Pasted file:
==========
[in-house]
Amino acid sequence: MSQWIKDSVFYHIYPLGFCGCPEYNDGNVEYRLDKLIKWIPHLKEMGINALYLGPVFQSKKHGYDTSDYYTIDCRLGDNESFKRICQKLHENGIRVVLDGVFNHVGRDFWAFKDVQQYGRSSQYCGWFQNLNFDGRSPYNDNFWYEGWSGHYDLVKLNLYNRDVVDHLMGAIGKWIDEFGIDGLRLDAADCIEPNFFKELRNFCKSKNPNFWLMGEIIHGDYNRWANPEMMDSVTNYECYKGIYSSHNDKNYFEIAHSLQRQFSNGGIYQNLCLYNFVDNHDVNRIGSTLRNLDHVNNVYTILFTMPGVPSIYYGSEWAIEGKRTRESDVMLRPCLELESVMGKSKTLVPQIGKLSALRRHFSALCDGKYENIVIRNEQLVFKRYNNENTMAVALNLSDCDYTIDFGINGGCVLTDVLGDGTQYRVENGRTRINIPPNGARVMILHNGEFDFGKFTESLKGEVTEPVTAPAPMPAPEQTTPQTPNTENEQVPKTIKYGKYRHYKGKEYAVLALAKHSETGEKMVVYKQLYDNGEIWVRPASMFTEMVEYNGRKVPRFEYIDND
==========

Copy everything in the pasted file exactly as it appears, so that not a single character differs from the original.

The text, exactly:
[in-house]
Amino acid sequence: MSQWIKDSVFYHIYPLGFCGCPEYNDGNVEYRLDKLIKWIPHLKEMGINALYLGPVFQSKKHGYDTSDYYTIDCRLGDNESFKRICQKLHENGIRVVLDGVFNHVGRDFWAFKDVQQYGRSSQYCGWFQNLNFDGRSPYNDNFWYEGWSGHYDLVKLNLYNRDVVDHLMGAIGKWIDEFGIDGLRLDAADCIEPNFFKELRNFCKSKNPNFWLMGEIIHGDYNRWANPEMMDSVTNYECYKGIYSSHNDKNYFEIAHSLQRQFSNGGIYQNLCLYNFVDNHDVNRIGSTLRNLDHVNNVYTILFTMPGVPSIYYGSEWAIEGKRTRESDVMLRPCLELESVMGKSKTLVPQIGKLSALRRHFSALCDGKYENIVIRNEQLVFKRYNNENTMAVALNLSDCDYTIDFGINGGCVLTDVLGDGTQYRVENGRTRINIPPNGARVMILHNGEFDFGKFTESLKGEVTEPVTAPAPMPAPEQTTPQTPNTENEQVPKTIKYGKYRHYKGKEYAVLALAKHSETGEKMVVYKQLYDNGEIWVRPASMFTEMVEYNGRKVPRFEYIDND